New Kid on the Cherokee Street Block: Phono-Mode, A Record Store for Vinyl Junkies
Attention vinyl devotees and converts: There's a new place in town to get your 180 grams and 45s. Phono-Mode opened on Cherokee Street in April, and it's the only all-vinyl store in St. Louis.
Diana Benanti Get yr vinyl on at Phono-Mode, St. Louis' brand-spankin'-new record store on Cherokee Street.
Phono-Mode is located in the historic antique district, and it's owner Jason Lammert's first business venture. The place is small but stocked with everything from classic '60s rock and garage to newer indie artists; the store sold out of the new Broken Social Scene album in a few days. Lammert said he's primarily interested in '60's and early '70s. The prices range from 25 cents for 45s to $55 for a two-album Bauhaus reissue, but most of the records are in the $15 dollar range.
Lammert admits opening an all-vinyl record store in a down economy is a bit of a gamble, but he thinks the resurgence in vinyl collecting over the past few years has created a ready market. According to a Reuters article, Nielsen SoundScan reported 2.8 million vinyl units sold in 2009, up from 1.8 million in 2008. Lammert believes that CDs will become obsolete before vinyl does: "MP3s are the same quality as CDs, there's no reason to hang onto them when you have that digital format. A record is more nostalgic and collectable."
He said most of his customers have surprisingly been "people of our generation" and not people who lived through the heyday of vinyl. Phono-Mode's sole employee besides Lammert is local zinester Ben Stegmann, who added that Phono-Mode's clientele is niche-oriented in its tastes. "Beatles fans buy nothing but the Beatles, some people will only buy jazz and nothing more."
What Phono-Mode will carry depends on the limitations of the modest space, but Lammert is unpretentious and aims to appeal to a wide variety of tastes, from electronic to reggae, two genres that he thinks are lacking in the stock of other stores. Lammert said he shies away from the super mainstream stuff, most country and classical, but if, say, Justin Bieber were to come out with an LP, and someone really, really wanted it, he would be willing to order it.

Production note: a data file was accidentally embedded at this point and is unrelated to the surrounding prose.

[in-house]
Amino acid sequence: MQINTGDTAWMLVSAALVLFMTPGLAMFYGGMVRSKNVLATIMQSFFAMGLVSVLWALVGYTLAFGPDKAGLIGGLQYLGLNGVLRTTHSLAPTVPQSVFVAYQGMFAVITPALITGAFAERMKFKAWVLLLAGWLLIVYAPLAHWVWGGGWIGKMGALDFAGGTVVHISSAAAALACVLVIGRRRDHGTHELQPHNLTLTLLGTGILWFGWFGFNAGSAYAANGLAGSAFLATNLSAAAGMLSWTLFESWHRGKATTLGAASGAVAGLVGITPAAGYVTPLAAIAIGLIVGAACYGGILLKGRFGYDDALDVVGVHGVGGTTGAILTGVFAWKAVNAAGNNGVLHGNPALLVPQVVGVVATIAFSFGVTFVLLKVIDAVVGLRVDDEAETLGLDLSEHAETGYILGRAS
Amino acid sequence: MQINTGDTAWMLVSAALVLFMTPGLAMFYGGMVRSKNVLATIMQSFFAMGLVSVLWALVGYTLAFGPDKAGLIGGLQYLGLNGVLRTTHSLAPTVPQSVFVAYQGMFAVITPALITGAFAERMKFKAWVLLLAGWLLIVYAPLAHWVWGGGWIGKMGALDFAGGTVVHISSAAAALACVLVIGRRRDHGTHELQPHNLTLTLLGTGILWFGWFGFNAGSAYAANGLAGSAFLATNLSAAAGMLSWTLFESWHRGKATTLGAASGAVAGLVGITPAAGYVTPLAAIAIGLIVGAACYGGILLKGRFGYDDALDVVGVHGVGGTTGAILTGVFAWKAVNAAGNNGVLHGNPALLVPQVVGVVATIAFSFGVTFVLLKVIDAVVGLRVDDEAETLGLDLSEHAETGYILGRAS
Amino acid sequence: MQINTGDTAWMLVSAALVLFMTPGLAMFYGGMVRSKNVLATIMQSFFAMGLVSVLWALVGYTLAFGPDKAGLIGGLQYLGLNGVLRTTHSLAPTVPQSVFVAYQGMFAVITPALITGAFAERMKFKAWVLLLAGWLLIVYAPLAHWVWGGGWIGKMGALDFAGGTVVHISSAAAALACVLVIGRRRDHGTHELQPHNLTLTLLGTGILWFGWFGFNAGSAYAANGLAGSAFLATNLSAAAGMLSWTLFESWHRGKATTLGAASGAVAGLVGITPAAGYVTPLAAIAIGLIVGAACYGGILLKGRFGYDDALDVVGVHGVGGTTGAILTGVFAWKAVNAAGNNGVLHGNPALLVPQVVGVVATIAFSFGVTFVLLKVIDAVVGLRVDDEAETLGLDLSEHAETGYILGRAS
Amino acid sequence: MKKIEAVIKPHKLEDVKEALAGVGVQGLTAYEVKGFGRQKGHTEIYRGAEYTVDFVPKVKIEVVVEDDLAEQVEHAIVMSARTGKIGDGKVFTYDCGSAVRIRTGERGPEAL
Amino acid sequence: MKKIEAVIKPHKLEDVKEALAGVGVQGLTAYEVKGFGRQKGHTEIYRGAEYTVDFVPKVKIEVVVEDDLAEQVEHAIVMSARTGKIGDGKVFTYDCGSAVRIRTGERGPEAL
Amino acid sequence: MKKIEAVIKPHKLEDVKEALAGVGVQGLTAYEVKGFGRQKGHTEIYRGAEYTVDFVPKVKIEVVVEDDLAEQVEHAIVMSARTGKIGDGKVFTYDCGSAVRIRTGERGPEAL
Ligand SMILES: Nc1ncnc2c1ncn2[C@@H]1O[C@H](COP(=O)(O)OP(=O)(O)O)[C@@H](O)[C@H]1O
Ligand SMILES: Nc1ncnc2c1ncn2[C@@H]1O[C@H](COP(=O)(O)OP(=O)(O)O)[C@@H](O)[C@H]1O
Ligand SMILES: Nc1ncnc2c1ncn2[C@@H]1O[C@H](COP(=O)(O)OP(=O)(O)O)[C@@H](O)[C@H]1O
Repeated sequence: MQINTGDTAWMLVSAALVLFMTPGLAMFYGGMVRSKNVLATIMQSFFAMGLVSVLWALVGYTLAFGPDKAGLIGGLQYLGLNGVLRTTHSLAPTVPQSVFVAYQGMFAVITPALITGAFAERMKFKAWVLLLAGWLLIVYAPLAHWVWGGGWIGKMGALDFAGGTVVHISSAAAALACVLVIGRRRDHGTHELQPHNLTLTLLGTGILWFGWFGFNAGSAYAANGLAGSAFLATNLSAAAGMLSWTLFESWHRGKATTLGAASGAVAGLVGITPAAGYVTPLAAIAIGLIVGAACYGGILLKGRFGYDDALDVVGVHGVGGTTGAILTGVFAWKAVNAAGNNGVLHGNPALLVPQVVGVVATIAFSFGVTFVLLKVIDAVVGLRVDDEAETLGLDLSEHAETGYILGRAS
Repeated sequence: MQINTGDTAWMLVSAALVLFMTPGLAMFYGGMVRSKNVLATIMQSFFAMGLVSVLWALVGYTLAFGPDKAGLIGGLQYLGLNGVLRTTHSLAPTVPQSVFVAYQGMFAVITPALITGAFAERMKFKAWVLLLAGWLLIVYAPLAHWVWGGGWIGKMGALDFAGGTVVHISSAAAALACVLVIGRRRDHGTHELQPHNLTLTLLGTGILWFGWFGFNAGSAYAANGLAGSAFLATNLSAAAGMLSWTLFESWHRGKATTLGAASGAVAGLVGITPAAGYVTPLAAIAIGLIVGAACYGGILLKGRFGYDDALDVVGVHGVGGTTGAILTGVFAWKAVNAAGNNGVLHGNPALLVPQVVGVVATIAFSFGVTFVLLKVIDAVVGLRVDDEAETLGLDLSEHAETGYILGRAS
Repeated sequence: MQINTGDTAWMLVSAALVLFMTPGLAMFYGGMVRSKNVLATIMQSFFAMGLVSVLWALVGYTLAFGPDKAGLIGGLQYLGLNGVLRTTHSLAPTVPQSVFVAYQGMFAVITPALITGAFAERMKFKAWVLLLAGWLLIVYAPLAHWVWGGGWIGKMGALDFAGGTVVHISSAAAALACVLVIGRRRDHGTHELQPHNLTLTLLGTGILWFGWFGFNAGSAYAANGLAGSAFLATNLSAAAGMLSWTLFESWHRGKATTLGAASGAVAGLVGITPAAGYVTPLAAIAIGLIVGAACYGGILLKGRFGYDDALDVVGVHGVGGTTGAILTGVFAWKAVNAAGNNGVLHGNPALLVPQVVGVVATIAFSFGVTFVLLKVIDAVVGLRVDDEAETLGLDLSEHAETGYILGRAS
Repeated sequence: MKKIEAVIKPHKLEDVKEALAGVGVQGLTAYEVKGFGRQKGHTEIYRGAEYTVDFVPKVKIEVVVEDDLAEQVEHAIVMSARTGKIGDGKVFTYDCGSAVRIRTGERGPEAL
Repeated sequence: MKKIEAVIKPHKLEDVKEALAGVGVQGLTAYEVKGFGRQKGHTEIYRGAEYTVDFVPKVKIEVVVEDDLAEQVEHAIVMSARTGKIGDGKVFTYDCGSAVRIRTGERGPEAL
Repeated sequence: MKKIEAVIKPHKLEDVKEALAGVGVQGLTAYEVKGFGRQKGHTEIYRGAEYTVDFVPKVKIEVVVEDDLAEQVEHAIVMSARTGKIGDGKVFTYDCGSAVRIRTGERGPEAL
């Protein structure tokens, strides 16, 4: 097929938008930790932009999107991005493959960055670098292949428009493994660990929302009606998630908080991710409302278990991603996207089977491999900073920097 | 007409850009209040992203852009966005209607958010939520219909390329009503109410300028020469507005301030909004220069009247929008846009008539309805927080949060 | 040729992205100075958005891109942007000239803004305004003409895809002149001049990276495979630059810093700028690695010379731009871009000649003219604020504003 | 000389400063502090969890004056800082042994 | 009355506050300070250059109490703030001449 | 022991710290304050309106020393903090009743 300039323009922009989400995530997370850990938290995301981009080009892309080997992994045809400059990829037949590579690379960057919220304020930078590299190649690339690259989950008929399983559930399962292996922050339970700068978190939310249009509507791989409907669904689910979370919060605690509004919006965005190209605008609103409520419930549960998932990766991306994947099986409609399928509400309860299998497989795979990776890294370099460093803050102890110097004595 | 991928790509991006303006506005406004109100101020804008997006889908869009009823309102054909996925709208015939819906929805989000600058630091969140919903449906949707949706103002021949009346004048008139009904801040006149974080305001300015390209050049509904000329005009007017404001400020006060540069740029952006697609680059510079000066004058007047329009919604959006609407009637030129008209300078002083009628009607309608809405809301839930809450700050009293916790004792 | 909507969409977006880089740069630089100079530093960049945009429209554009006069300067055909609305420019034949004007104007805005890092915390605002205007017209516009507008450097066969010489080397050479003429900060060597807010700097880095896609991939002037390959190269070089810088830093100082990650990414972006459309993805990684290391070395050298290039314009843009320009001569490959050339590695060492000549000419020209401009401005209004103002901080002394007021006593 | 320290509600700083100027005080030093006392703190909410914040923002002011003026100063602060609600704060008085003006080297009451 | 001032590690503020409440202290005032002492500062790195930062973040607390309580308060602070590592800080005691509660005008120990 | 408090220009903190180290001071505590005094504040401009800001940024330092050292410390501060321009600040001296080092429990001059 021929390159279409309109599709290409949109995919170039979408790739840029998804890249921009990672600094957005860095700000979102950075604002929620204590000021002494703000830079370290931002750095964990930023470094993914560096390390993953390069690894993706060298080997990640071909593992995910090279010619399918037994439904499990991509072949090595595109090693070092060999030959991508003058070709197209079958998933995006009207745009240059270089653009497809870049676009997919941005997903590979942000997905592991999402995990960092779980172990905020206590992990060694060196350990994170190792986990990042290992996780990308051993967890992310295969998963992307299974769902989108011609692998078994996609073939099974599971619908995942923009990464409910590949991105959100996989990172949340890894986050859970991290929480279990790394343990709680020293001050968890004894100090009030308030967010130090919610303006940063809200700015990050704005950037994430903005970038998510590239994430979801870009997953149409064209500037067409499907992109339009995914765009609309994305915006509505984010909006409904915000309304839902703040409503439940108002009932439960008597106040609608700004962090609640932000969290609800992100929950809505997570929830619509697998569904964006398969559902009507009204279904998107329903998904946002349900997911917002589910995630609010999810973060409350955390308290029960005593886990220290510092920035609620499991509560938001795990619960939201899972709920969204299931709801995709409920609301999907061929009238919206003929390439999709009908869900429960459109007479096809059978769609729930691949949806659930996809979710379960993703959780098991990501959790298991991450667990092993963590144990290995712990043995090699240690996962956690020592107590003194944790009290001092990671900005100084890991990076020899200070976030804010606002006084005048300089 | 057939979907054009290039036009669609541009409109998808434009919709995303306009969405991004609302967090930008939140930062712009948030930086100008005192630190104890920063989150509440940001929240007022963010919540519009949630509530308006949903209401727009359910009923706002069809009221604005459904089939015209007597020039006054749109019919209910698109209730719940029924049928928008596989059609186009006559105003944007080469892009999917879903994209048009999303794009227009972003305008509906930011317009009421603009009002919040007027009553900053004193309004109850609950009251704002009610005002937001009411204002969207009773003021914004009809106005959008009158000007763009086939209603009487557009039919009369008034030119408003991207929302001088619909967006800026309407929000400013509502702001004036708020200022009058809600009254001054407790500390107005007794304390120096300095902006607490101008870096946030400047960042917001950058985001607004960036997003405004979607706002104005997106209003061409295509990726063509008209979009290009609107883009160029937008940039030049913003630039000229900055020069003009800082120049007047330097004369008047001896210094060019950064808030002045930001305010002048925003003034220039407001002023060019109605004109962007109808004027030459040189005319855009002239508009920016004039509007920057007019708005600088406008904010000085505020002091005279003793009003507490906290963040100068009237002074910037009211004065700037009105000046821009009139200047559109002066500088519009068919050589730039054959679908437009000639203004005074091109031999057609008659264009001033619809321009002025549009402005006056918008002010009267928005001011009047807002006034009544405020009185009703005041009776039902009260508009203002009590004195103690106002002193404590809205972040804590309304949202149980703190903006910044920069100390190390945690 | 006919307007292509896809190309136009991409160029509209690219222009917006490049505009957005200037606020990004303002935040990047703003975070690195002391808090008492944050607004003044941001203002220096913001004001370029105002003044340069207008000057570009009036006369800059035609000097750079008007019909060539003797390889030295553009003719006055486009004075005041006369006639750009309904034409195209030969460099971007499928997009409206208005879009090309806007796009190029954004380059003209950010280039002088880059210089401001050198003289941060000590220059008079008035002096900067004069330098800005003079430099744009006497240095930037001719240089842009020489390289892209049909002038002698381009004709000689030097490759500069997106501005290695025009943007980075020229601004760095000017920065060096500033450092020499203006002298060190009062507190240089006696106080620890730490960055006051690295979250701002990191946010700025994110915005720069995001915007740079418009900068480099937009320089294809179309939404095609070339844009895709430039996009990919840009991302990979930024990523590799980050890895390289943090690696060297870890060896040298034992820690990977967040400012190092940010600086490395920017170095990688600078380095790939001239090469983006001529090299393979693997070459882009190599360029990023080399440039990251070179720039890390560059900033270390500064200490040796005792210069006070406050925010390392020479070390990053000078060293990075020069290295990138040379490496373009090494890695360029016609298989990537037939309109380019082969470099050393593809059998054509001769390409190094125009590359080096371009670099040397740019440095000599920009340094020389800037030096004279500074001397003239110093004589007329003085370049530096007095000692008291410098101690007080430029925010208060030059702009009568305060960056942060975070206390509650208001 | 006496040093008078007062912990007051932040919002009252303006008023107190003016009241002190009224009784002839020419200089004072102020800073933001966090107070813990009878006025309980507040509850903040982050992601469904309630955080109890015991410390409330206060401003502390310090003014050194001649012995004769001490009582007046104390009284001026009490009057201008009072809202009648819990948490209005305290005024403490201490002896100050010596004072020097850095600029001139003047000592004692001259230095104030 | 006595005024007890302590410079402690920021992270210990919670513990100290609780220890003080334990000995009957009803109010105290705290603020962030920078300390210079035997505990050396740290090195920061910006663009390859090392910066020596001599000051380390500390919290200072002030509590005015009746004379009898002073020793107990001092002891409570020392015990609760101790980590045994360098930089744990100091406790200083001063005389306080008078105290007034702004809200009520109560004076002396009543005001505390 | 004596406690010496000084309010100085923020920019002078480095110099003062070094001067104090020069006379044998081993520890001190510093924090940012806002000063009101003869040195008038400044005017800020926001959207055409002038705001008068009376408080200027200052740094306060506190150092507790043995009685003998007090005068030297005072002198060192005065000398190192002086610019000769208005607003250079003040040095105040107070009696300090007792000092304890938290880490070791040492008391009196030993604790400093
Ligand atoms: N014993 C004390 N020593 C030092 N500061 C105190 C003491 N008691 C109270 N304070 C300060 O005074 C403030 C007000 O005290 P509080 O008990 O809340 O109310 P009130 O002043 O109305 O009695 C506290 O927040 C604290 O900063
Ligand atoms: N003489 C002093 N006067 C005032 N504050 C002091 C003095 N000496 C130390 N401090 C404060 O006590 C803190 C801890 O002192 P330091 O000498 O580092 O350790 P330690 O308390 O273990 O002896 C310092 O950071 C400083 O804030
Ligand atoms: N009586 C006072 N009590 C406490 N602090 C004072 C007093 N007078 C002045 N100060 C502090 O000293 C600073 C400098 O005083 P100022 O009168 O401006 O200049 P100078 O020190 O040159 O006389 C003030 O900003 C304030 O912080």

There's been a lot of support from the neighborhood; when I arrived, Lammert was chatting with other shop owners on the street. The only complaints so far have been about their music being too loud. Lammert said they're going to put in a small listening station in the front of the store where people can hang out and listen before they buy.
Lammert doesn't think Phono-Mode will take business away from Apop Records -- which is located on Cherokee as well, west of Jefferson Avenue -- and said the proximity of the two stores may actually help his business. In fact, he thinks that Phono-Mode's size is an advantage, not a weakness: You can get through the stacks in an hour or so, which is an impossibility at more established stores such as Euclid Records or Vintage Vinyl.
And while Lammert of course wants people to come in to Phono-Mode, he says that people should frequent all the record stores in the city.
"People should go everywhere," Lammert says. "Check out as many places as you can."
2308 Cherokee Street
Monday and Tuesday: noon to 6 p.m.
Wednesday through Saturday: 11 a.m. to 7 p.m.
Sunday: 11 a.m. to 6 p.m.